But since we are living today in a more mature society, reasonable restrictions should take into consideration “the prevailing conditions including the social values whose needs are sought to be satisfied by means of the restrictions”, as held by the Supreme Court in Secretary, Ministry of Information and Broadcasting v. Cricket Association of Bengal. We are surely suffering from a colonial hangover by retaining criminal defamation.
 
Moreover, defamation cases are individual disputes, unlike, criminal cases of theft, murder etc. where the State is a party and these crimes are believed to be crimes against the state at large i.e. in rem. Also, unlike most other ‘crimes’, defamation allows the victim to respond and set the record straight. Classifying defamation as ‘crime’ and providing similar punishments as for crimes (imprisonment), makes such a law arbitrary and disproportionate. 
 
From preliminary search, cases in relation to the test of “reasonableness” as a separate determination in cases of free speech have been lesser than in relation to other fundamental rights (e.g. freedom of trade). However, there have been cases that have gone into this determination. 
 
For example, in C.K. Daphtary v. O.P Gupta, the court considered whether the law of contempt itself constituted an “unreasonable restriction” on freedom of speech. Since contempt is also a separate ground under Article 19(2), the court only had to consider whether the law was “reasonable”.  
 
It was argued that the law places an unreasonable restriction as it serves no useful purpose since even an attack on a Judge does not itself affect the administration of justice. Briefly, it was held that this restriction was not unreasonable as first, the concept of contempt of court has not become obsolete and second, the restriction is imposed only for the proper administration of justice and is not placed on fair, legitimate criticisms. 
 
Even in the case of Shantilal v. State of Bombay, Section 11 of the Press (Objectionable Matters) Act 1951, though falling within ‘public order’ (Article 19(2)), was tested for ‘reasonableness’. In this case also it was found that Section 11 was reasonable since it contained certain safeguards that prevented it from being used arbitrarily. 
 
The ‘truth’ is not enough of a defence
 
However, this writ petition is not the first attempt to decriminalize defamation. In the landmark Supreme Court case of R. Rajagopal v State of TN the court left the question of constitutionality of criminal defamation open - “The concepts dealt with herein are still in the process of evolution. However, the impact of Article 19(1)(a) read with clause (2) thereof on Sections 499 and 500 of Indian Penal Code has not been gone into here. That may have to await a proper case.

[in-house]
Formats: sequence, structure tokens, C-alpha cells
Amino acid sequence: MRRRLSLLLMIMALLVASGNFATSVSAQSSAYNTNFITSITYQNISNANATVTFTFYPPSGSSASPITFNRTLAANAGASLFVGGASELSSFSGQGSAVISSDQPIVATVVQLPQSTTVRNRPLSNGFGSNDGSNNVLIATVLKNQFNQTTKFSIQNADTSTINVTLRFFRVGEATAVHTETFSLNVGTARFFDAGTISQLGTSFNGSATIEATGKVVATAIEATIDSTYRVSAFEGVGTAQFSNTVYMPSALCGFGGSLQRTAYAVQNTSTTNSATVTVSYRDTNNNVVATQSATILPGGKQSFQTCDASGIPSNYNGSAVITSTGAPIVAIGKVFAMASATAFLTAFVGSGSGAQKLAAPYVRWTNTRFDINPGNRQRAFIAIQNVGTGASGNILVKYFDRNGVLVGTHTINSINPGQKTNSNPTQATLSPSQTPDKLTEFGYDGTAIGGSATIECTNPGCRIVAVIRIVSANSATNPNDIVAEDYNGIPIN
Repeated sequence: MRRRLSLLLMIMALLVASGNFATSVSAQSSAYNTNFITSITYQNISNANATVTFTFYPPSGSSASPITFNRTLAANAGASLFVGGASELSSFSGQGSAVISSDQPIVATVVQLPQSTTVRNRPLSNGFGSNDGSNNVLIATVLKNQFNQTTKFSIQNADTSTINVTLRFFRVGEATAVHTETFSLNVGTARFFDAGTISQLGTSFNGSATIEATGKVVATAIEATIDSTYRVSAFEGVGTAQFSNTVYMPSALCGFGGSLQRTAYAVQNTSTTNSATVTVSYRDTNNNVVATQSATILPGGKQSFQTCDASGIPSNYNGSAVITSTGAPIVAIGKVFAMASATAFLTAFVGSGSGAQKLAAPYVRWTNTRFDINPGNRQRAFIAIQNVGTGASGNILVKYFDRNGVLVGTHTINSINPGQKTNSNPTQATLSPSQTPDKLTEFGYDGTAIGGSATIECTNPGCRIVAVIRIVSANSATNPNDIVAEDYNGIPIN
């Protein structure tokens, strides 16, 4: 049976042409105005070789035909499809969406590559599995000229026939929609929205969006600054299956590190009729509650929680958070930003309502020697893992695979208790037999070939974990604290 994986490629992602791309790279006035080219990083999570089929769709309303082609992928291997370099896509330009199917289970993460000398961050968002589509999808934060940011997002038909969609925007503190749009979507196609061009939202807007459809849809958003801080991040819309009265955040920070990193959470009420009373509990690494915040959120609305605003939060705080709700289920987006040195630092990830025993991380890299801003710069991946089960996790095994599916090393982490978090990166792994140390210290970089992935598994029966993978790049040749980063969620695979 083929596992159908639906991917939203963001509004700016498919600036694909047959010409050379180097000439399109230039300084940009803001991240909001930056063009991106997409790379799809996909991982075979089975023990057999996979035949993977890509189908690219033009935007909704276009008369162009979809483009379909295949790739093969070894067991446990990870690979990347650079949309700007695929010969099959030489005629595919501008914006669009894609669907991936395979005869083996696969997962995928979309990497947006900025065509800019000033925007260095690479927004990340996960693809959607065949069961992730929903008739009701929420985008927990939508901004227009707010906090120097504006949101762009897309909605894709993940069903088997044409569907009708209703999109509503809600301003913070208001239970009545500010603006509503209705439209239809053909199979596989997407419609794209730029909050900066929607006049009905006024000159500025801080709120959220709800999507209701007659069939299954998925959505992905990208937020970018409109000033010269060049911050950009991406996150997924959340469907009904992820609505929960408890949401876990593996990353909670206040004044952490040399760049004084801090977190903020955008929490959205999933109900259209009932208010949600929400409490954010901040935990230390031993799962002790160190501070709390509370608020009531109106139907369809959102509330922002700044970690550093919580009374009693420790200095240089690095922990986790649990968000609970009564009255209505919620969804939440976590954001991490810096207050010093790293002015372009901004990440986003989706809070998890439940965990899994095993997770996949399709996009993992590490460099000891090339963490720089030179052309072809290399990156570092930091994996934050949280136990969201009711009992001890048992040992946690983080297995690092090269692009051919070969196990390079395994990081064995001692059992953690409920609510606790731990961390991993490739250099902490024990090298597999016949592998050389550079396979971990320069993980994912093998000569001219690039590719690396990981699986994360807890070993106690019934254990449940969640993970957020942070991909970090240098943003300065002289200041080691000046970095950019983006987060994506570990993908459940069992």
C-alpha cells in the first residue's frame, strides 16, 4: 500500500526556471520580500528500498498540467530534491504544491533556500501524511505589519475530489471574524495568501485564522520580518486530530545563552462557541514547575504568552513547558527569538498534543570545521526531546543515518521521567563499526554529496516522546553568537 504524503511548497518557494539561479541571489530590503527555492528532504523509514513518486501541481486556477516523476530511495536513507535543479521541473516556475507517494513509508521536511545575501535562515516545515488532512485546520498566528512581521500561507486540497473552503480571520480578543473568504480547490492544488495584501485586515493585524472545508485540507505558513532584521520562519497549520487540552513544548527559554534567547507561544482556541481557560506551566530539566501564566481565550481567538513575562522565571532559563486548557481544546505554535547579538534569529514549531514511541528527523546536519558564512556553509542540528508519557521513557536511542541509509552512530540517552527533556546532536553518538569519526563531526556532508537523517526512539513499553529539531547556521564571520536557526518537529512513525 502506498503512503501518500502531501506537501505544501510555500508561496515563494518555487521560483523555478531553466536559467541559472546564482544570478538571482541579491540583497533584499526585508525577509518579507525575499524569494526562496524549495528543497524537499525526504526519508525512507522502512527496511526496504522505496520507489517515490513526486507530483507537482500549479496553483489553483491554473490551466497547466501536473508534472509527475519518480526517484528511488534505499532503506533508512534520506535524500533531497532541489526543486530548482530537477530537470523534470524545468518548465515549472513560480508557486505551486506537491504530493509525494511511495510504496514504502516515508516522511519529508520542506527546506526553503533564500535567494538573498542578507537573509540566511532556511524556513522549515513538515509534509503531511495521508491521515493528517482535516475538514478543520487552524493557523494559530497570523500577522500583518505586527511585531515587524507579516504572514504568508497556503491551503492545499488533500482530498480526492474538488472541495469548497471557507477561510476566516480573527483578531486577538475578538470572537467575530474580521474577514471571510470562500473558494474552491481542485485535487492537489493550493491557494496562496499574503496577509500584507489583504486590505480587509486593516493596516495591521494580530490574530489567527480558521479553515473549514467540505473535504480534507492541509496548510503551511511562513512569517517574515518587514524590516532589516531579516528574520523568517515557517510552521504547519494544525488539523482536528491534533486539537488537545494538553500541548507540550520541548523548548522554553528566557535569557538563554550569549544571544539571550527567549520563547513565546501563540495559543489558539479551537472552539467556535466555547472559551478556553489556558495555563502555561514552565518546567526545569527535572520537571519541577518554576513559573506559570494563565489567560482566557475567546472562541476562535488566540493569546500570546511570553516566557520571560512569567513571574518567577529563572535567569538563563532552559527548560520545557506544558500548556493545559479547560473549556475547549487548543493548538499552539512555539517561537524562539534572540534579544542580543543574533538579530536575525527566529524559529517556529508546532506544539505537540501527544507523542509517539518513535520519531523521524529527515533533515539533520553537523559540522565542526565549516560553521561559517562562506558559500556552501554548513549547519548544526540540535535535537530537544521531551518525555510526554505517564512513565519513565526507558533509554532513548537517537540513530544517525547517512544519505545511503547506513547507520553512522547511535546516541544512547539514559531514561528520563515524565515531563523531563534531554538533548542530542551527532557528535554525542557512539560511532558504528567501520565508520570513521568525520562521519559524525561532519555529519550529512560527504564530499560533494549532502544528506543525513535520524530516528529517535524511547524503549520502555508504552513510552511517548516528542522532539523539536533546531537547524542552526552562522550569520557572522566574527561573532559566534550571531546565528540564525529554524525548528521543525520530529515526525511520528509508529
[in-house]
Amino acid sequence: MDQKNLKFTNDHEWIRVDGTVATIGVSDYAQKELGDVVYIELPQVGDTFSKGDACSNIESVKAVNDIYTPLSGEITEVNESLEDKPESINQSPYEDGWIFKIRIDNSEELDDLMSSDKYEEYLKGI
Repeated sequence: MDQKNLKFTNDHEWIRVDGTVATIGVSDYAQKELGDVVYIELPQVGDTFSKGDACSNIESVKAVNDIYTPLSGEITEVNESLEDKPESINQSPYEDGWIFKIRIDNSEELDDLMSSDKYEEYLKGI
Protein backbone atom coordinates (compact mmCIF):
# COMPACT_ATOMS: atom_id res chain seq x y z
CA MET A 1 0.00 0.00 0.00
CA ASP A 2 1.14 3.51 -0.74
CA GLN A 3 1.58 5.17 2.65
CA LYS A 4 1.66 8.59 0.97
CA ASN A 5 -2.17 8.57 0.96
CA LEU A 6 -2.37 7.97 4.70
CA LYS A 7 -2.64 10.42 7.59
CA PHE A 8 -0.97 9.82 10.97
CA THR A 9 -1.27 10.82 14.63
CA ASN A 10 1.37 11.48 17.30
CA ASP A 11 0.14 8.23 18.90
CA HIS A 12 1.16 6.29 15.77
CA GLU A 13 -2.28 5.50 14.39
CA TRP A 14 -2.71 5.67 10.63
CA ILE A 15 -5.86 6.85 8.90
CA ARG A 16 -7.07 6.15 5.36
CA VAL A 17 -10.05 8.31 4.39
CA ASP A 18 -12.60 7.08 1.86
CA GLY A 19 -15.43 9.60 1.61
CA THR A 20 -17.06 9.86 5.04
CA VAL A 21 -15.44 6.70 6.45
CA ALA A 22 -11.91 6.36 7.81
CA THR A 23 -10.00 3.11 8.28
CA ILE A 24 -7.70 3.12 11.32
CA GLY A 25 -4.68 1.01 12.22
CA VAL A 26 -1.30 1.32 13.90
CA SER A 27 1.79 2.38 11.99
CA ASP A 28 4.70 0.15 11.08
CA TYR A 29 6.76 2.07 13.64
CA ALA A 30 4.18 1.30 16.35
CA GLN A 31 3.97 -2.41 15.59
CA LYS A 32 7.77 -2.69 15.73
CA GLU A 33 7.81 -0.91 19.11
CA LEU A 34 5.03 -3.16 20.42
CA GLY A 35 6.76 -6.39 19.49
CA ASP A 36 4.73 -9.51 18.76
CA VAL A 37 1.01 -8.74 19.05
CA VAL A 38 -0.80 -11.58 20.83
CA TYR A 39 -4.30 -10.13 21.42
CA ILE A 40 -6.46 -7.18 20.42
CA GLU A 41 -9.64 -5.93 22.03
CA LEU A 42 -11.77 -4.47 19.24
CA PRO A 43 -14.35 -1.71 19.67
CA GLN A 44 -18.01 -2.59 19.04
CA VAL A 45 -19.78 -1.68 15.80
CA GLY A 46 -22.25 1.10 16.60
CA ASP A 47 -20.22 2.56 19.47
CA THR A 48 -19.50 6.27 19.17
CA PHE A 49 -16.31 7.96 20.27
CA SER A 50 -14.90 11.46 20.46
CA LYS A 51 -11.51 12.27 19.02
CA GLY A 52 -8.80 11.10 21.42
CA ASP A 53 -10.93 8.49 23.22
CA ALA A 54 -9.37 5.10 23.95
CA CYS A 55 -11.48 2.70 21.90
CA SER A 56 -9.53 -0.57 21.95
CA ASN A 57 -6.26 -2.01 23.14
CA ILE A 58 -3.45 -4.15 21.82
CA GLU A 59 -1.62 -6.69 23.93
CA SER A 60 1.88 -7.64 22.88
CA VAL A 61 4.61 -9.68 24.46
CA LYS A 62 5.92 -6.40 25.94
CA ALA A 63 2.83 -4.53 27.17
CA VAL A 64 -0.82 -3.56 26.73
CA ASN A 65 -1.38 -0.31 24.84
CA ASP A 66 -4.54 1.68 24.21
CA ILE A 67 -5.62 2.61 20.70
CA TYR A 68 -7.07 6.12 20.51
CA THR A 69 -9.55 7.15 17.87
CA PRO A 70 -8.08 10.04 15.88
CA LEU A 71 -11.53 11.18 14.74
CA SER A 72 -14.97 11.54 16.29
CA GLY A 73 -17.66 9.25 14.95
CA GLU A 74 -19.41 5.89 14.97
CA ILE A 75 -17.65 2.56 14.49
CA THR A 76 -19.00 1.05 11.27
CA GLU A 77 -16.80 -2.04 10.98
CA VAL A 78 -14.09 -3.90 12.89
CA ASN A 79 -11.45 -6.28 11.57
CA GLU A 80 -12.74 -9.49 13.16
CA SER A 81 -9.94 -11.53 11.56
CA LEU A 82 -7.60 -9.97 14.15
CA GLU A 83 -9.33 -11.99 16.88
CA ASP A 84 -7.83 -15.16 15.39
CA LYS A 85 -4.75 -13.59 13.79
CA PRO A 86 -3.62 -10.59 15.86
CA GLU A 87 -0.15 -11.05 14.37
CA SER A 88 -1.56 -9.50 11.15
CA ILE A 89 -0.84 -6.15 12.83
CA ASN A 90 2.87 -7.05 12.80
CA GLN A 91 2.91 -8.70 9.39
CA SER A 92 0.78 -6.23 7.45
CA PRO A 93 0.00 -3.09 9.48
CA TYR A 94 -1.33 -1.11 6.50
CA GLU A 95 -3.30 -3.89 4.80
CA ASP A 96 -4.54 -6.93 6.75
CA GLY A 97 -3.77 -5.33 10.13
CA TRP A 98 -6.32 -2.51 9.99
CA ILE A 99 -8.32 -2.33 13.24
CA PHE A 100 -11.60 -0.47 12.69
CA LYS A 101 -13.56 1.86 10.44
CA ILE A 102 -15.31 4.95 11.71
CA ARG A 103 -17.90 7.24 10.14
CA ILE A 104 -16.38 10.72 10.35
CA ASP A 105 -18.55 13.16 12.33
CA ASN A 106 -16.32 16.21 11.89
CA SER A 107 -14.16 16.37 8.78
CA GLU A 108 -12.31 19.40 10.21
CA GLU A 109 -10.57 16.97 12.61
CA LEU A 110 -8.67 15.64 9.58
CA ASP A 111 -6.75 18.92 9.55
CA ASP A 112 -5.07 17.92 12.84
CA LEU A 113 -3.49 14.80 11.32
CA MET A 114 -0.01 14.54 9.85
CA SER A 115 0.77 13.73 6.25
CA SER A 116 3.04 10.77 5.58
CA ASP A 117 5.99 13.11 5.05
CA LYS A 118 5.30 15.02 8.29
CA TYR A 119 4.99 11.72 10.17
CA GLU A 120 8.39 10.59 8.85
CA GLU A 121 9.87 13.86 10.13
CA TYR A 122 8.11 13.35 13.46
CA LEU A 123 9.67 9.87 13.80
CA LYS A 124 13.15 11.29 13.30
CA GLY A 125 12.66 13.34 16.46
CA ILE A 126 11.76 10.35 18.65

The ‘appropriate case’ was unfortunately not the next case decided in 2002, where the Andhra Pradesh High Court upheld the constitutional validity of Section 499 and 500. The court held that since defamation falls under Article 19(2) “there is a constitutional protection” to these sections. And since there was no challenge to the First Constitutional Amendment that introduced defamation (in place of libel and slander), Section 499/500 cannot be ultra vires the constitution. 
 
This reasoning defies logic because it seems to suggest that in order to amendment Section 499/500 a constitutional amendment is required. Secondly, the court failed to consider the second prong of imposing restrictions on speech i.e. “reasonableness” of the restriction. 
 
The court also denied reading down the first exception to Section 499 i.e. the defence of truth. As per this section, for the defence of truth two conditions need to be satisfied: the comment should be factually correct and second it must be in the public interest. Therefore, even if a speech is defamatory but ‘true’ i.e. factually correct but not in ‘the public interest’, then the defence of ‘truth’ fails.
 
Even in the recent writ petition before the Supreme Court the respondents have argued that Section 499 provides enough safeguards and hence is constitutional. However, given that the very fundamental defence of ‘truth’ is itself so watered down, it becomes difficult to believe that these ‘safeguards’ are really ‘adequate’.